Leonard says: “The income option is likely to be attractive to people suffering from falling interest rates.”
Moving onto the drawbacks, Vaughan says: “It has a fixed term with potential penalties for early encashment. There is an element of risk and the chance of capital loss. This should only form part of a balanced portfolio.”
Leonard points out that although high headline rates are offered, investors risk capital erosion if the Eurostoxx 50 index falls by 30 per cent or more during the investment term.
Bird thinks the risks are much greater than explained in the literature.
Divers says: “Ordinary people will be attracted to the high numbers quoted without really knowing what they are investing in. He also questions GE Life's positioning of the product as a medium risk investment.
Considering the plan's flexibility, Vaughan says: “The plan offers good flexibility in terms of choice of investment method and between growth or income. However, once a choice is made there is no flexibility to change one's mind and therefore carefully consideration as to choice of plan is reduced at the outset.”
Divers says: “You can have income, growth, Isa, Pep and direct investment so I guess you've got to say it's pretty flexible. But knowing what you are buying is more important.” Bird and Leonard think there is no flexibility.
Discussing GE Life's reputation, Eke says: “Its reputation is good, particularly because it is part of General Electric, one of the largest multinationals. It is not a company that I have used, so I have no direct experience of it.”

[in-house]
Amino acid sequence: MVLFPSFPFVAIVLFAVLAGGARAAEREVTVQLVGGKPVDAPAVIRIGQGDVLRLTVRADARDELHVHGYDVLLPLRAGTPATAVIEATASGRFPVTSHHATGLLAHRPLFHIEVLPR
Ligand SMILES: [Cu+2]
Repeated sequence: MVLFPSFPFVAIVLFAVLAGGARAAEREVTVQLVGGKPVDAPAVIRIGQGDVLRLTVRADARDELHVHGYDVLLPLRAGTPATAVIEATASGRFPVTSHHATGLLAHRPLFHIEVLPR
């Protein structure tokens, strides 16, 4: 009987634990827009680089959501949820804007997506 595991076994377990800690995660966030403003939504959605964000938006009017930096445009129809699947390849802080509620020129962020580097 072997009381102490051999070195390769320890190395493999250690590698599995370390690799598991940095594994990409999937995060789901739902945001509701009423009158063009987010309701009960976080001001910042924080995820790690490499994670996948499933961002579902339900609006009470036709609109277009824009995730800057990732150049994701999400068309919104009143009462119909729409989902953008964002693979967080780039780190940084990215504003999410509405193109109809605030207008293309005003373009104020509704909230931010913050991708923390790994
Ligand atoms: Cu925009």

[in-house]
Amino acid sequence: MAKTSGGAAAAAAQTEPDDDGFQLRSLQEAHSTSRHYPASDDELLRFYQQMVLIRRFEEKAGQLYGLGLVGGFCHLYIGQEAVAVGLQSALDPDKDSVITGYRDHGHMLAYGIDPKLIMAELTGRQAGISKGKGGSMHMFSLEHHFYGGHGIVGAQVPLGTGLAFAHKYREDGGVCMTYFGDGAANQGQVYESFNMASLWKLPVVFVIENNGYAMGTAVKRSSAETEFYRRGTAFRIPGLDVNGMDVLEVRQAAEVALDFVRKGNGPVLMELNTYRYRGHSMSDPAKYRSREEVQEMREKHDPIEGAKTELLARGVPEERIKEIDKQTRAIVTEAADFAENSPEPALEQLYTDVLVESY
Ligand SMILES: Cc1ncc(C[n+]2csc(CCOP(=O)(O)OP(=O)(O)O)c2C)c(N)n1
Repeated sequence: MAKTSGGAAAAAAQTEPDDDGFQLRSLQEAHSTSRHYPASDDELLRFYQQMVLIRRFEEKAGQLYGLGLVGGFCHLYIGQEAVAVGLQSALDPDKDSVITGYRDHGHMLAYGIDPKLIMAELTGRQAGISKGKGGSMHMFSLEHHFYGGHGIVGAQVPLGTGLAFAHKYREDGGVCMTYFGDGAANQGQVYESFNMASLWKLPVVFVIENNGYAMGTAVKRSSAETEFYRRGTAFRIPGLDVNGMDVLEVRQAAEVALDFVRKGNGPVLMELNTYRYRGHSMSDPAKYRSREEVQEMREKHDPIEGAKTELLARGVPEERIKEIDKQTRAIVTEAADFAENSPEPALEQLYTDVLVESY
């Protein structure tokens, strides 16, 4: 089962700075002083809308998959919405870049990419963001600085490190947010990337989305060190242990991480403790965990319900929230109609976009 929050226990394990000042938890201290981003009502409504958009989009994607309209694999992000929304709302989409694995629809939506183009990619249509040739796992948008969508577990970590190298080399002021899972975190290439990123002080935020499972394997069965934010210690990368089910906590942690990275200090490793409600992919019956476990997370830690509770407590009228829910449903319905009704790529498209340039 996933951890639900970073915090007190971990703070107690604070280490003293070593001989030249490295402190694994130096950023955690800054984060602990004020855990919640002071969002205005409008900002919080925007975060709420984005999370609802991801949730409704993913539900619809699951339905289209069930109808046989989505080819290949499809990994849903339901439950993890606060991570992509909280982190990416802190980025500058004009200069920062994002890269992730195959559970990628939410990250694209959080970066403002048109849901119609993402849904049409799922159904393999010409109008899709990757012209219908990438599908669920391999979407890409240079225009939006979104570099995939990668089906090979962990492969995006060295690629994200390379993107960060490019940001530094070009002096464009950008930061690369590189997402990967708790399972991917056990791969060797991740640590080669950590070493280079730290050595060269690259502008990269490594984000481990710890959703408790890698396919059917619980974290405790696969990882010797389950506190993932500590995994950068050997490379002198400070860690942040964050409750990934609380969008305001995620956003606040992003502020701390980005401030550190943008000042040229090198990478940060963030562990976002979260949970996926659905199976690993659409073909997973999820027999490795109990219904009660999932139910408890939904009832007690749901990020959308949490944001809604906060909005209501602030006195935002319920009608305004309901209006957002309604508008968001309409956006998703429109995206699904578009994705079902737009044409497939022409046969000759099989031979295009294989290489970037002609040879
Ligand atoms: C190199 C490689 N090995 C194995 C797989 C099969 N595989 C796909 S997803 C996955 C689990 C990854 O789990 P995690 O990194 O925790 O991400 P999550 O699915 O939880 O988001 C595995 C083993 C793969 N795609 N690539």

Vaughan says: “The company has an excellent reputation for marketing this type of product.”
Bird thinks the company's reputation is very good indeed. Leonard says: “GE Life is a quality company with a good reputation.” But Divers is sceptical. He says: “GE Life is hardly a household name in Britain.”
Turning to past performance, Eke and Bird both feel that it is irrelevant as the plan is linked to an index rather than requiring active management.
Vaughan says: “Historically, these types of plans have been very successful. However, the recent volatile equity markets, Government legislation and lower interest rates have had an effect on the terms being offered. Any new plans are far less attractive than those offered up to four or five years ago.”
Identifying the likely competitors for the plan, Bird mentions Scottish Widows. Leonard suggests Merrill Lynch and Vaughan goes for Eurolife and NDF Administration.
Looking at the charges, Divers says: “You cannot readily identify any charges and where you can there is no indication of what reduction in yield is caused by it. but it is making a specific return forecast. The company will get its fee whether investors get their money back or not. There is no risk at all for GE Life.”
Vaughan says: “The charges are difficult to judge as charges are taken before the terms are offered. However, the product and terms would appear o be similar to other products and therefore competitive.”
The majority of the panel think the commission is fair and reasonable, but Divers is not impressed.
Looking at the product literature, Leonard says: “The product literature stresses the attractive upside more than the downside, although the potential loss is clearly demonstrated within the key features.”
Bird thinks it is typically biased towards the headline rates available with only a small section about capital but thinks this is to be expected. He adds that it is very stylish and has a good use of colour.
Divers finds it confusing, but Vaughan says: “All the information required to make an investment decision is included and although very detailed, it is reasonably understandable to the lay man. The nature of the product and Financial Services Association regulation preclude the literature from being simple.”
Eke found the information clear and concise, but suggests that binoculars are needed for some of the small print.
Summing up, Leonard says: “The high yield could attract interest from the very people who should not be risking capital.”